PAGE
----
Developers should aim for UX rather than performance
At first, these two (2) terms mind sound irrelevant to one another. After all UX (User Experience) is a different specialty and can’t be directly related to engineering, or can it? You see, engineers tend to view UX as an external study that decides the way the elements are positioned in a screen & the flow that the users have to go through before they reaches their goal. While this is absolutely true, that’s only part of an equation that sometimes we engineers tend to forget: to provide the best experience for the users that are visiting our platform. Thus, UX doesn’t stop at the study level, but it’s ubiquitous and integrated to every aspect of the company. That means that even we — developers — should contribute & enhance the experience of our users in any way we can.
Approach & Core concepts
Although this may sound obvious, it’s something that’s frequently overlooked, since, by nature, engineers tend to focus on making a website fast by decreasing the loading time, removing complex animations to free up the main thread, code-splitting the modules, etc. What’s interesting, is that a performant & fast website doesn’t always go hand-in-hand with a good experience. We say that a certain website is fast, but we don’t ever stop to ask ourselves whether we have measured “fast” correctly. Does it matter if something is fast, if it doesn’t affect or is not noticed by the users in any way? Should speed matter if the experience is destroyed because of their device being incapable of providing the resources needed to render the app?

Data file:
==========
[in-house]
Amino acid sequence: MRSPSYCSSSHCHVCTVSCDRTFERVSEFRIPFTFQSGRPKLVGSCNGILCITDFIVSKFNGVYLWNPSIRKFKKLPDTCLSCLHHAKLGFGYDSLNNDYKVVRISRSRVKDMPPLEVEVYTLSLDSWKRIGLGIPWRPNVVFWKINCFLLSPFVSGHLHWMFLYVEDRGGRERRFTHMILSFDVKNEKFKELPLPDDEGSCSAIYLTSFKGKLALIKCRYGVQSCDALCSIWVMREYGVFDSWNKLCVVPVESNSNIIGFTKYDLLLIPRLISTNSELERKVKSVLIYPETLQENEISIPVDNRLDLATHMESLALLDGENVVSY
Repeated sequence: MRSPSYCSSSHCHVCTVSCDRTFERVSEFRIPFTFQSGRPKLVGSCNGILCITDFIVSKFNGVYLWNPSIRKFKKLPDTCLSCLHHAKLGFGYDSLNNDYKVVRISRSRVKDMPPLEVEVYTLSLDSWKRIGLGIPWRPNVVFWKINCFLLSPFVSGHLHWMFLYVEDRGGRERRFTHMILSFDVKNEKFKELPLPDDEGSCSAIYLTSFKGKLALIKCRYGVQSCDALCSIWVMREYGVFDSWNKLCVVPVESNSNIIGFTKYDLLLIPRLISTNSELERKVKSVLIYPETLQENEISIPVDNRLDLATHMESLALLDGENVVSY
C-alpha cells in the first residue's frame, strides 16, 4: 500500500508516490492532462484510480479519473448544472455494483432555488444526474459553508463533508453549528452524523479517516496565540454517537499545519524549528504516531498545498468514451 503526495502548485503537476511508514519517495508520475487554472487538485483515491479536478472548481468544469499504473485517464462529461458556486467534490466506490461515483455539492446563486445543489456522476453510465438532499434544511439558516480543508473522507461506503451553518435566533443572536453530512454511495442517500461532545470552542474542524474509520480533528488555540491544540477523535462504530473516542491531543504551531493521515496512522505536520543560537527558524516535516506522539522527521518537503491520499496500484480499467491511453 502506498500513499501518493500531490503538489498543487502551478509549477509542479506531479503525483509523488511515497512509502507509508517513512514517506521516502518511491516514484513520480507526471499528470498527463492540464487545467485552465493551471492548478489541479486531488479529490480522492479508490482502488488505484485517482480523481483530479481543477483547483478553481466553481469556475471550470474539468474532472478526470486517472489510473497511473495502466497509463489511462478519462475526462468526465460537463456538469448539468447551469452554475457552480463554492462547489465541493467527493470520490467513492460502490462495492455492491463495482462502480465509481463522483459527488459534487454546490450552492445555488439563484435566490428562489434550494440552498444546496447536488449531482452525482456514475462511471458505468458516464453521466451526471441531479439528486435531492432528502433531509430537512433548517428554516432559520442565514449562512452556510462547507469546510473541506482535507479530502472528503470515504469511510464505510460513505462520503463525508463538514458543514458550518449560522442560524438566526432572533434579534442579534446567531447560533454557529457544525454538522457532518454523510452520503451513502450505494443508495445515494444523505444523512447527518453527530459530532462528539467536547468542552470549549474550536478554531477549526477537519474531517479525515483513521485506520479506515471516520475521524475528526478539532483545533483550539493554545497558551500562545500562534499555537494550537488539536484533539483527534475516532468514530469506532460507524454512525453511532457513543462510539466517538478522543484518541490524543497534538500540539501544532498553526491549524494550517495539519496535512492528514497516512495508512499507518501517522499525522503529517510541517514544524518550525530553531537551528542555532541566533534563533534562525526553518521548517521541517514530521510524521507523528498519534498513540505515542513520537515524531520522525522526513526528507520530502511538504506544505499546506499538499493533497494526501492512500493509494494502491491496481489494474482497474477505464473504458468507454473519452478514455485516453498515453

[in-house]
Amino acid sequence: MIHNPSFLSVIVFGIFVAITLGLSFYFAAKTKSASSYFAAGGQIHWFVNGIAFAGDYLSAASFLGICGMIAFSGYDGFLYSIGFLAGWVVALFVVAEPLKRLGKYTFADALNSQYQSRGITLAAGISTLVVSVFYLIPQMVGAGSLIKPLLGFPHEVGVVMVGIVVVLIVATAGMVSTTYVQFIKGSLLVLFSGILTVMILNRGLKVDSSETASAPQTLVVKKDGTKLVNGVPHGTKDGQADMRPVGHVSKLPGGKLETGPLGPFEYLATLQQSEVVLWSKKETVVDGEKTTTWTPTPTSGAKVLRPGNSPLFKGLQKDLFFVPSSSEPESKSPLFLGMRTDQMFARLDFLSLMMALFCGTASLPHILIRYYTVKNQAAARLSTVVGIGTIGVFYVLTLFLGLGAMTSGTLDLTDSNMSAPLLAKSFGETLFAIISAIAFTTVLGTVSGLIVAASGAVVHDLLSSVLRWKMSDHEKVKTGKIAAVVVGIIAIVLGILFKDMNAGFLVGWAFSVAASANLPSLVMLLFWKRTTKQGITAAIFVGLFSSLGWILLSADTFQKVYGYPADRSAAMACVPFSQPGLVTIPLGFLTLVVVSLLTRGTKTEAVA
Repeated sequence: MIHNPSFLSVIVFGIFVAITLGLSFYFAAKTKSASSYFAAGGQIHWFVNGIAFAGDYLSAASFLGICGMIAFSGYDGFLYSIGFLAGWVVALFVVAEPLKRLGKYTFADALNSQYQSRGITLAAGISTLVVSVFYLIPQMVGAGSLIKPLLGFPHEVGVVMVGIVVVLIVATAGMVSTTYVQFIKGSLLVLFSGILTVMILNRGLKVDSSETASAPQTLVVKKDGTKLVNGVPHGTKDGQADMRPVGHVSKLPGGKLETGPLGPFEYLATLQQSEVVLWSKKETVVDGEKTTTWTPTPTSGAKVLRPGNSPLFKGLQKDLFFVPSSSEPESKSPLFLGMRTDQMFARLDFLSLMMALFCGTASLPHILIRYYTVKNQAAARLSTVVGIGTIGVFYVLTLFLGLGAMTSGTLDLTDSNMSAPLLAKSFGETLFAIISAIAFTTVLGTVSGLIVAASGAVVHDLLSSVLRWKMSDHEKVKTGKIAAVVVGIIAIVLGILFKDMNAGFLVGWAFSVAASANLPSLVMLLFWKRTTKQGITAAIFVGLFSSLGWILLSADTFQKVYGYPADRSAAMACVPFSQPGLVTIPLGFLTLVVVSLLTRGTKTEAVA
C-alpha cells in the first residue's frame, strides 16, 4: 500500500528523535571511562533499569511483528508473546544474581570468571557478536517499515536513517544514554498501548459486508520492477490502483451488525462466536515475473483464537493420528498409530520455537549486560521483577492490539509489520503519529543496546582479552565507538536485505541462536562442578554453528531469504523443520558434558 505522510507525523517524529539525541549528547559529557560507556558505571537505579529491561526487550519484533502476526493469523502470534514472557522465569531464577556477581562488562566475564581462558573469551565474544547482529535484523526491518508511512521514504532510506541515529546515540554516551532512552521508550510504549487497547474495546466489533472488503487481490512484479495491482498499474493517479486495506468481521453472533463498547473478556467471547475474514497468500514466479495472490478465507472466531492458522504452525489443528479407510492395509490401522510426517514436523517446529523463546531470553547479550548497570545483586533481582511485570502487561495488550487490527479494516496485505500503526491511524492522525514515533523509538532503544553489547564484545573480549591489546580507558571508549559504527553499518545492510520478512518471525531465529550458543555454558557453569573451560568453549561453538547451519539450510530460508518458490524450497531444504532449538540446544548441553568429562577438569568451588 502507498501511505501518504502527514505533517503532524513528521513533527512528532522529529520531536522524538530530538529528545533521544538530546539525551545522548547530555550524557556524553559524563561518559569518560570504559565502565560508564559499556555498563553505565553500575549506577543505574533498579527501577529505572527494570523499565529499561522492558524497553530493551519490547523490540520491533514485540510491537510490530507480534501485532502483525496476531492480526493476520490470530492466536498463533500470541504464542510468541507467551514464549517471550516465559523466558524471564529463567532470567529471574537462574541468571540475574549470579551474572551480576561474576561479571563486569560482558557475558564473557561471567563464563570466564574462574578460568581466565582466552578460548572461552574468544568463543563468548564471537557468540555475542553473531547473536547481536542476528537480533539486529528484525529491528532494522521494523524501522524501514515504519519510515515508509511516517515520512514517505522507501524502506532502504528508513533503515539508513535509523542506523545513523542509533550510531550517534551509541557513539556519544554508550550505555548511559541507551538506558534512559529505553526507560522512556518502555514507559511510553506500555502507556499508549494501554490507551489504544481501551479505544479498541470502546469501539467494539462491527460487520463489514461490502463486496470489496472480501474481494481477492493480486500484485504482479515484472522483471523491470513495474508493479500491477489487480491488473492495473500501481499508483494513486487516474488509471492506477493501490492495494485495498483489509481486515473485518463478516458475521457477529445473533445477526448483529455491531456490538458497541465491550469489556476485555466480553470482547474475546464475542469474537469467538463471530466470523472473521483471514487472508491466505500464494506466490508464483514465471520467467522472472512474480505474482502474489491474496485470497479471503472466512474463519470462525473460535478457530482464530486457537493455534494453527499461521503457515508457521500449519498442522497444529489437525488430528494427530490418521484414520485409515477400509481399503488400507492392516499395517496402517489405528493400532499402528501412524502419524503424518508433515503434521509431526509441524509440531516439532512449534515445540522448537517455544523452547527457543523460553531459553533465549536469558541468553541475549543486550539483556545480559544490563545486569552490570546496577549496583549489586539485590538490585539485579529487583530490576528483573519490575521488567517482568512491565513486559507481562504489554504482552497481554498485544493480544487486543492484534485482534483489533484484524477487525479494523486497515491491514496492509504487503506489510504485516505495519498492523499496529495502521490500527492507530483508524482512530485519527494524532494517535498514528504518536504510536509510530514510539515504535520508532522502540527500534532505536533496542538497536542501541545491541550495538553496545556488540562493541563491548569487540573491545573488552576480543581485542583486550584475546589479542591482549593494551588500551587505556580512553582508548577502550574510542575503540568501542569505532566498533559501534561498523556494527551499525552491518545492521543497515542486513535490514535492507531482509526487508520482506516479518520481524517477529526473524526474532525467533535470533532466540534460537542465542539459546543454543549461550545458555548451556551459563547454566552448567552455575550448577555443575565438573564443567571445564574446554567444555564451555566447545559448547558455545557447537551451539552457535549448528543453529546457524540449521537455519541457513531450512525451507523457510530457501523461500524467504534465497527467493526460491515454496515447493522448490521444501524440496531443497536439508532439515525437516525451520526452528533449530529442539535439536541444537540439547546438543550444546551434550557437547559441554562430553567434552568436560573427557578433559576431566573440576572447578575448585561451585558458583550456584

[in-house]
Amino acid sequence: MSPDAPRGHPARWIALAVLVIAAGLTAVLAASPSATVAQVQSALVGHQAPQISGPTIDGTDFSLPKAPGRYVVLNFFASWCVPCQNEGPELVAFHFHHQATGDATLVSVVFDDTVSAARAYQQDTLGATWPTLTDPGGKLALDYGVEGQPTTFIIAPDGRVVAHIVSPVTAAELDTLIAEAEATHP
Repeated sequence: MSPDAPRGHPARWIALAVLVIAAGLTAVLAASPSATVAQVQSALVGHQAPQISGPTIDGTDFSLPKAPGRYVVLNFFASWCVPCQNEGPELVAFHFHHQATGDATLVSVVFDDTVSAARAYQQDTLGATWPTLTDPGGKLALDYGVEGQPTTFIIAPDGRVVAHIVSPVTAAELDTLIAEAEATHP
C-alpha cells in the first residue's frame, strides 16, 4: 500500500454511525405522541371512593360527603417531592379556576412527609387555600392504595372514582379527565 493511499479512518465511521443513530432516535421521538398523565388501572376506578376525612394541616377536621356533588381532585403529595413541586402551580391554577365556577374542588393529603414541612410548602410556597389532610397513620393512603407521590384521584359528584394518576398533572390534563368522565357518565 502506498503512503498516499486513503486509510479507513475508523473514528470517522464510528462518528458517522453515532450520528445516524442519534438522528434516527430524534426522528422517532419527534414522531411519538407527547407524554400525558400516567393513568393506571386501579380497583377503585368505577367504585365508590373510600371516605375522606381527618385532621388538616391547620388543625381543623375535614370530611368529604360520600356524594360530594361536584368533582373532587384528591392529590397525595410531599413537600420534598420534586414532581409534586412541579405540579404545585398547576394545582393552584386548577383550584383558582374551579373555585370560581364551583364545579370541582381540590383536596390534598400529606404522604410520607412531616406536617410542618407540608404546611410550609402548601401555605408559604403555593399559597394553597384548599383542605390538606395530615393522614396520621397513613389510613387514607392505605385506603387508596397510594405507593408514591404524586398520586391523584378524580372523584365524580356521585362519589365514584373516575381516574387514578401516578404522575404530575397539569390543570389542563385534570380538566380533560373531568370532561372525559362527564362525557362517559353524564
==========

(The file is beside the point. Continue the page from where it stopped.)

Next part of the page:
Let me give you an example. Suppose you have a Modal that’s code-splitted and loaded when its corresponding trigger button is clicked. Let’s say that the Modal’s code takes 100ms to be fetched, parsed and displayed to the users from the moment they click on the button. On a high-speed connection that might be fine, since the delay is so small that they’ll most likely not even notice. On a slow connection though, they might be left wondering whether they have clicked the button and they’ll most likely try clicking it again and again. Now, let’s suppose that the Modal didn’t have a trigger, but instead, showed up as soon as the app booted, prompting users to sign up to the platform in order to get a 10% discount. For most mobile users, loading a Modal on boot-time might be ok, but there might be some users browsing on a blackberry that went into overdrive in order to download the corresponding chunk, parse it & animate the appearance of this Modal.
From a developer’s standpoint, in both cases the website is performant since the code for the Modal has been successfully code-splitted, the main chunk’s footprint has been reduced and the features of the platform have been “progressively” downloaded. Unfortunately though, this had an impact on certain users’ experience. On the first scenario, some of them got frustrated by the fact that they were clicking a button and nothing was happening, while on the second, they had the app lag/freeze cause their old phone was on power saving mode on a hot summer day.